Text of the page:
Gratitude practices and the ‘Inner Resource’:

The Positive Psychology movement has popularised ideas and practices that perhaps some monks, spiritual practitioners, poets and many others have known and benefitted from for many centuries. Researcher, teacher and educator Rick Hanson has recently written a book called Resilient and another is Hardwiring Happiness. Hanson explains that while in meditation we of course sit with and allow whatever is inside us to come up but that we also need to ‘cultivate’ and consolidate things inside us or amplify aspects of our experience that will help us build resilience. This is not really a new concept. Both compassion and gratitude meditations do this. In a gratitude meditation we sit and list or recall things we are thankful for. We know that as humans we are at risk of our own negative biases, remembering and recalling the negative things that happen to us with much more skill and therefore consequence than recalling and valuing all the positives things that happen to us and around us. What is new and exciting is not that we can have or find resilience, but how we can actively develop it through specific practices of focus and concentration in meditation and how our brains change along with practices.

This resilience is also developed in a style of meditation/deep relaxation currently finding favour called iRest. In iRest practices the teacher first guides participants to find their ‘inner resource’ or place of safety and calm, often created visually. This is then a place or space the meditator can return to or call upon at any time in the practice, such as when recalling challenging things. iRest has its origins in ancient yoga nidra traditions and was developed by Richard Miller for use with military veterans in the USA. While of course it can at times be essential to suppress some things for personal safety, it is also deeply therapeutic when experiences can be processed and this work is trauma-sensitive because if offers a way to slowly and safely hold aspects of challenge and trauma alongside an ‘inner resource’ or place of deep safety. While not all of us have experienced trauma, we all possess bad habits or ways of thinking that we’d prefer not to persist with and this is where taming the negative bias and integrating the negative with the positive by building inner resources or resilience free us.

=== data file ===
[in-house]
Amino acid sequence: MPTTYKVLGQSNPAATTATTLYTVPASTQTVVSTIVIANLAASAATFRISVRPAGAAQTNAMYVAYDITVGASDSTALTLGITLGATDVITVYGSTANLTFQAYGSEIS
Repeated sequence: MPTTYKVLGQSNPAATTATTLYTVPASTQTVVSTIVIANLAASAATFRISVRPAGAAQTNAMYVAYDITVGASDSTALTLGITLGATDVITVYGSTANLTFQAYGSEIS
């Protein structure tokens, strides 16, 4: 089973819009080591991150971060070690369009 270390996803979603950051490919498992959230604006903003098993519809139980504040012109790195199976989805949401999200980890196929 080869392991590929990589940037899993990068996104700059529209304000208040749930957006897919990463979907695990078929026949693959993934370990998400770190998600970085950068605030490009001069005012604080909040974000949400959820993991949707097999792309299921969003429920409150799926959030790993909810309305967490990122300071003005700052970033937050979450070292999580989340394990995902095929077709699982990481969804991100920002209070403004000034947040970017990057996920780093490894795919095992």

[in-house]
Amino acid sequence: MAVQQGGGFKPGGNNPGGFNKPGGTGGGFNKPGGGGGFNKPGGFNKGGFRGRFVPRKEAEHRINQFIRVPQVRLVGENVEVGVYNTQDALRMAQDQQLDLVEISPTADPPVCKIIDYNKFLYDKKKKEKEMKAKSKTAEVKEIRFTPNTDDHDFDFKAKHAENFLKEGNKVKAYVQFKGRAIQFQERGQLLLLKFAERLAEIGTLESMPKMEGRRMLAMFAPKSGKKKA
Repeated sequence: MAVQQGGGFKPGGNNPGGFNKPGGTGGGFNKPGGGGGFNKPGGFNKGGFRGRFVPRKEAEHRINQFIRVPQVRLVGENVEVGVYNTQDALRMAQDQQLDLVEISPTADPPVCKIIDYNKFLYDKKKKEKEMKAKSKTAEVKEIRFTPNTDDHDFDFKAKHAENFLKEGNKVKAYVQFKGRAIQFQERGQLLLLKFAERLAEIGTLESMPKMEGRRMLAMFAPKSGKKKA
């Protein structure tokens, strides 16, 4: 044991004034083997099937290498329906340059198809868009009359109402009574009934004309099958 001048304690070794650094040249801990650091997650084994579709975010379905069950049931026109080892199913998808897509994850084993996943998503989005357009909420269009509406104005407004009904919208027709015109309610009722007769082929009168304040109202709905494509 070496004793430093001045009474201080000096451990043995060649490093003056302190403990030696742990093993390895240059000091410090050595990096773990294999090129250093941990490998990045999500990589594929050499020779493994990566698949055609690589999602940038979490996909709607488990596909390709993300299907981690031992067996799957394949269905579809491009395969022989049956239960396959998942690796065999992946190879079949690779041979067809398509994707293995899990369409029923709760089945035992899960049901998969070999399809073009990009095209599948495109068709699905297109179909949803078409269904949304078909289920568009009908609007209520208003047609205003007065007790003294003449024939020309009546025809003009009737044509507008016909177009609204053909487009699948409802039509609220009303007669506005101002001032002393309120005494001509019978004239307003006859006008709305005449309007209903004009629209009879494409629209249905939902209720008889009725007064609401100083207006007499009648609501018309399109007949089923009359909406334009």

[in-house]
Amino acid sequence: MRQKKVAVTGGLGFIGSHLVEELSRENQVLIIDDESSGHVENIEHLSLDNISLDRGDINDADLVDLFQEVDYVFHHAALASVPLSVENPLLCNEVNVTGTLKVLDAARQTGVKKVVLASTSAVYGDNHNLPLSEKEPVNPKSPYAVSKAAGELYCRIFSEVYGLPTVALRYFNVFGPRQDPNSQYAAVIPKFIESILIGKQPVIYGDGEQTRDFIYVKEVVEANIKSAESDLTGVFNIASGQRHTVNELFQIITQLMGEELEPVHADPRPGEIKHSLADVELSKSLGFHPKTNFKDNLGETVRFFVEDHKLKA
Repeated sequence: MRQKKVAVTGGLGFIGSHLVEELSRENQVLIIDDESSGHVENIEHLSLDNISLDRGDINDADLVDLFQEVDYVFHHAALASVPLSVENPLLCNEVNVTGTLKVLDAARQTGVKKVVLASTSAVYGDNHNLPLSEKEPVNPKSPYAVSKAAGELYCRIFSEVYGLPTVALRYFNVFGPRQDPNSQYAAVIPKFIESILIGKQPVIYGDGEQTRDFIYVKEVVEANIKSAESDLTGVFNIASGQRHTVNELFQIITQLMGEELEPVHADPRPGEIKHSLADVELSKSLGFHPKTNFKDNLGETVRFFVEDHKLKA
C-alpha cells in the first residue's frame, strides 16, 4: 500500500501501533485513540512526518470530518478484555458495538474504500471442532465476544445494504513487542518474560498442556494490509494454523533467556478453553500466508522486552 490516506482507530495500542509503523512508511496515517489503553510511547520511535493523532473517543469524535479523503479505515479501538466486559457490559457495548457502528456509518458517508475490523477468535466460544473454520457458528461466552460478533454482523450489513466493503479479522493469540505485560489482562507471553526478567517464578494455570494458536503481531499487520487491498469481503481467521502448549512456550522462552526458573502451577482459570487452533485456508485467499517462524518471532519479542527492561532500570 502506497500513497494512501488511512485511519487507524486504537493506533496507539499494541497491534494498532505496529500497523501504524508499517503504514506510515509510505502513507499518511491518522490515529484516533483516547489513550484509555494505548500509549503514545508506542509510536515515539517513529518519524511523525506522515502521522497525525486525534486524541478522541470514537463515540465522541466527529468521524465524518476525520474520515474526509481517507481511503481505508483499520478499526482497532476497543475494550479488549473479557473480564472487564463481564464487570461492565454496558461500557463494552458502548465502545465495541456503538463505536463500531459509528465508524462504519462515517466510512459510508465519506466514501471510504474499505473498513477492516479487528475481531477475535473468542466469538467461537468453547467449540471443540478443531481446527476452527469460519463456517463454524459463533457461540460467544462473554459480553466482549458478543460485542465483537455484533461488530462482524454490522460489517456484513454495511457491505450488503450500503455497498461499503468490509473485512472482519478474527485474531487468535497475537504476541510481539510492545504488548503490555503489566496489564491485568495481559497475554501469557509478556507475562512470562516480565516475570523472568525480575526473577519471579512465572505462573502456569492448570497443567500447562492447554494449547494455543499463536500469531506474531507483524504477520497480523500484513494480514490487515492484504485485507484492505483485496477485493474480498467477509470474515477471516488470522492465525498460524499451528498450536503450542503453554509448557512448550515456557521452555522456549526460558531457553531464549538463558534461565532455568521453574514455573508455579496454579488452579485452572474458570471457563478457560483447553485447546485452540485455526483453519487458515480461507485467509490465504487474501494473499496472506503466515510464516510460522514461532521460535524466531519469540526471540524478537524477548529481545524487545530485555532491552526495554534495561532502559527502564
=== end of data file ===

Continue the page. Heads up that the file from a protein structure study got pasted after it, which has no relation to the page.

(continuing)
Most of us need to let go of things but how can we do that, asks Rick Hanson. And this is spot on – we might know what we need to do in order to live better lives but how can we do it. At times, we all need to feel more loving, forgiving and calm. Clinical definitions of mindfulness direct us to watch our thoughts and our feelings. This is not always easy but the ‘simple’ act of watching thoughts and feelings can allow us to understand them and maybe act with more wisdom. However, in some cases observing our thoughts and experiences in meditation might not lead to changes in our everyday actions. We might need more than witnessing, observation and non-reaction. Equipping ourselves with further inner resources and intentionally focusing on compassion, gratitude, safety and other states might encourage the growth, positivity and freedom we desire and innately know possible.